U.S. stocks continued to show strong gains this year with the S&P touching new highs at the end of June on strong company earnings and increased consumer spending. Bond yields have also come down in the second quarter after the large increase to start the year. This helped bonds reduce the losses they suffered during the first quarter on rising yields and inflation fears. Inflation fears have been dominating headlines and worrying investors due to the large increases in demand in multiple parts of the economy leading to higher than expected inflation readings. Supply issues have continued to constrain companies from getting back to full capacity due to a lack of workers, supply chain issues, and pricing pressures. The economic recovery remains intact with GDP continuing to show a very robust rebound from the COVID induced shutdown last year. The U.S. is on track to post the strongest GDP figures in decades this year as long as the recovery continues as expected in the second half of the year. COVID-19 infections have come down meaningfully in the U.S.; however, the new Delta variant is of particular concern for its highly infectious characteristics especially for the pockets of the U.S. with the lowest vaccinations rates. This will be something important to track as the year progresses.
Consumer demand has been robust this year after last year’s lockdown measures with many consumers eager to resume spending on dining out, travel, home and auto purchases, and many other retail sectors as the economy reopens. This put a lot of pressure on companies to increase capacity quickly, but many were caught flat-footed and were unable to ramp-up production, obtain the supplies they needed, or hire back enough workers to meet the robust demand. These constraints have caused spikes in inflation along with surging prices in many different areas of the economy. However, there are signs that supply can catch-up with demand eventually noting that the prices of lumber came down over 40% in June as production increased after an extraordinary run-up in lumber prices over the last year. The Fed still views inflation as transitory expecting that the recent sharp increases should eventually subside and average inflation coming back down to more acceptable levels into 2022. We will monitor this area closely in the months ahead as new inflation indicators become available.
Congress is continuing discussion on trying to get a new infrastructure package approved. The Biden administration along with a bipartisan group of senators agreed to a $1.2 trillion infrastructure bill, The Bipartisan Infrastructure Framework, made up of almost $600 billion of new spending and the rest from dollars earmarked for previous unused coronavirus relief funds. The package proposal aims to spend the funds on infrastructure projects over a period of eight years; however, it faces a tough path forward to win approval from Congress. The proposal includes billions of additional spending to improve our nation’s infrastructure with a focus on traditional infrastructure projects benefitting roads, bridges and rail, water systems, and broadband internet access.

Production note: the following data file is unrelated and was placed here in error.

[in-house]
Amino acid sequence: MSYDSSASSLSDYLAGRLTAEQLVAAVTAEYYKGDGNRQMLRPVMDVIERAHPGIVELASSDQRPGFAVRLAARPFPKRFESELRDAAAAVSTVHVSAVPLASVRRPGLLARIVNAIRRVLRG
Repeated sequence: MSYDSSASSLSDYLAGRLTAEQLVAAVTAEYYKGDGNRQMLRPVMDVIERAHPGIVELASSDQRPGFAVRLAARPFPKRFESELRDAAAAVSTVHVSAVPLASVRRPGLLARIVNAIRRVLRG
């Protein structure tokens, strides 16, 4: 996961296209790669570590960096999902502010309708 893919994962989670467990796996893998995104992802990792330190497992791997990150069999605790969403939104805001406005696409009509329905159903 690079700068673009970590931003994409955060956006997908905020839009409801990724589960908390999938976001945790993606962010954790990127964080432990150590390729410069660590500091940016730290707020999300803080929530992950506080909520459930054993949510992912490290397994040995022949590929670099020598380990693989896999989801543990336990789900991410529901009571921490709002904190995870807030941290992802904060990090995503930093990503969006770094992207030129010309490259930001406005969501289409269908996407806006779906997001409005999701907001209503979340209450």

We maintain our view to be mindful of risks facing the market in 2021 as COVID-19 cases are on the rise again, and stocks and bonds still trade expensive compared to their historical averages. However, central banks and governments continue to provide massive amounts of stimulus that are driving up asset prices. We continue to recommend staying the course with your investment objective and to rebalance your portfolio by selling strengths and buying into weaknesses to adjust to movements in the market over time. We also recommend determining any short-term cash needs that you may need over the next six months. Creating this cash can help protect against an increase in volatility and short-term moves in the market. We recommend maintaining a more long-term focus on investment goals and objectives, and not reacting to short term up or down movements in the market.